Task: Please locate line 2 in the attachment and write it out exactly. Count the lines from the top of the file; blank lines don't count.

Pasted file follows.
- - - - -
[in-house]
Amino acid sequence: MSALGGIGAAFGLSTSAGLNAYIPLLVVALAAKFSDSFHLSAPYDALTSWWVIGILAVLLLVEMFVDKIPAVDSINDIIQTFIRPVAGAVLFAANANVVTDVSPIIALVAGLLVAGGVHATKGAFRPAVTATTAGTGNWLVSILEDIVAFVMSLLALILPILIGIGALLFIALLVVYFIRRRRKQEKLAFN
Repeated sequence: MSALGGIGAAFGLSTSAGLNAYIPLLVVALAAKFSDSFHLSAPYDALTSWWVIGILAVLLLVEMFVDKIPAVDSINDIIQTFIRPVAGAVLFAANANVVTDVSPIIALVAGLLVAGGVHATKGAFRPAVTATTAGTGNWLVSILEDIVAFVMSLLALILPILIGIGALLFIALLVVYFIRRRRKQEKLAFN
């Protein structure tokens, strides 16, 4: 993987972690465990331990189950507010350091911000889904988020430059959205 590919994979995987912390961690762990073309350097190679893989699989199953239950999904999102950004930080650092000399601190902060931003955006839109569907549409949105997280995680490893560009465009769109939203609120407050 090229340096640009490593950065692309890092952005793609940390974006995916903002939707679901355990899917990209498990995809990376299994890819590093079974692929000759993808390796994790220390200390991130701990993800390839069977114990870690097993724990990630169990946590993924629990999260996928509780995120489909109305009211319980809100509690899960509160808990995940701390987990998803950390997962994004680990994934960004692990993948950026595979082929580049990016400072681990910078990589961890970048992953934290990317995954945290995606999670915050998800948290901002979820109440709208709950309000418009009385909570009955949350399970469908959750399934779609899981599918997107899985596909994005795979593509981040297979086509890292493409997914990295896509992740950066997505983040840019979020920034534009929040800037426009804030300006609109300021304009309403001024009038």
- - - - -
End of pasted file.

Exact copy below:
Amino acid sequence: MSALGGIGAAFGLSTSAGLNAYIPLLVVALAAKFSDSFHLSAPYDALTSWWVIGILAVLLLVEMFVDKIPAVDSINDIIQTFIRPVAGAVLFAANANVVTDVSPIIALVAGLLVAGGVHATKGAFRPAVTATTAGTGNWLVSILEDIVAFVMSLLALILPILIGIGALLFIALLVVYFIRRRRKQEKLAFN